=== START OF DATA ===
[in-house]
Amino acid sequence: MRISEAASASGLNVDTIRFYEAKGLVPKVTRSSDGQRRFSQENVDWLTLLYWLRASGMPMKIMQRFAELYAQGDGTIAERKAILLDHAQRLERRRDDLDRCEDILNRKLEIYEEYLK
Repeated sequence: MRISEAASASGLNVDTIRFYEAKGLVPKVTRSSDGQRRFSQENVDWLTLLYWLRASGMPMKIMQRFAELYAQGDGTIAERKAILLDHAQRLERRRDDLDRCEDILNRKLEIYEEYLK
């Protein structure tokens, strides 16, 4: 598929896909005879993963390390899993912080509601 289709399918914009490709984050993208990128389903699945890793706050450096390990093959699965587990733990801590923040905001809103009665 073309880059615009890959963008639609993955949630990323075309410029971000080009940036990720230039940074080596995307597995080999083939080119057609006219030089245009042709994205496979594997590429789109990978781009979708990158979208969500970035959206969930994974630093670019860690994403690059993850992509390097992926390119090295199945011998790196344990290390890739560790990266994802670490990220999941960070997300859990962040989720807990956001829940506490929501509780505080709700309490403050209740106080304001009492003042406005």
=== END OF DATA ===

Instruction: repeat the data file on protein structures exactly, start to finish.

[in-house]
Amino acid sequence: MRISEAASASGLNVDTIRFYEAKGLVPKVTRSSDGQRRFSQENVDWLTLLYWLRASGMPMKIMQRFAELYAQGDGTIAERKAILLDHAQRLERRRDDLDRCEDILNRKLEIYEEYLK
Repeated sequence: MRISEAASASGLNVDTIRFYEAKGLVPKVTRSSDGQRRFSQENVDWLTLLYWLRASGMPMKIMQRFAELYAQGDGTIAERKAILLDHAQRLERRRDDLDRCEDILNRKLEIYEEYLK
């Protein structure tokens, strides 16, 4: 598929896909005879993963390390899993912080509601 289709399918914009490709984050993208990128389903699945890793706050450096390990093959699965587990733990801590923040905001809103009665 073309880059615009890959963008639609993955949630990323075309410029971000080009940036990720230039940074080596995307597995080999083939080119057609006219030089245009042709994205496979594997590429789109990978781009979708990158979208969500970035959206969930994974630093670019860690994403690059993850992509390097992926390119090295199945011998790196344990290390890739560790990266994802670490990220999941960070997300859990962040989720807990956001829940506490929501509780505080709700309490403050209740106080304001009492003042406005």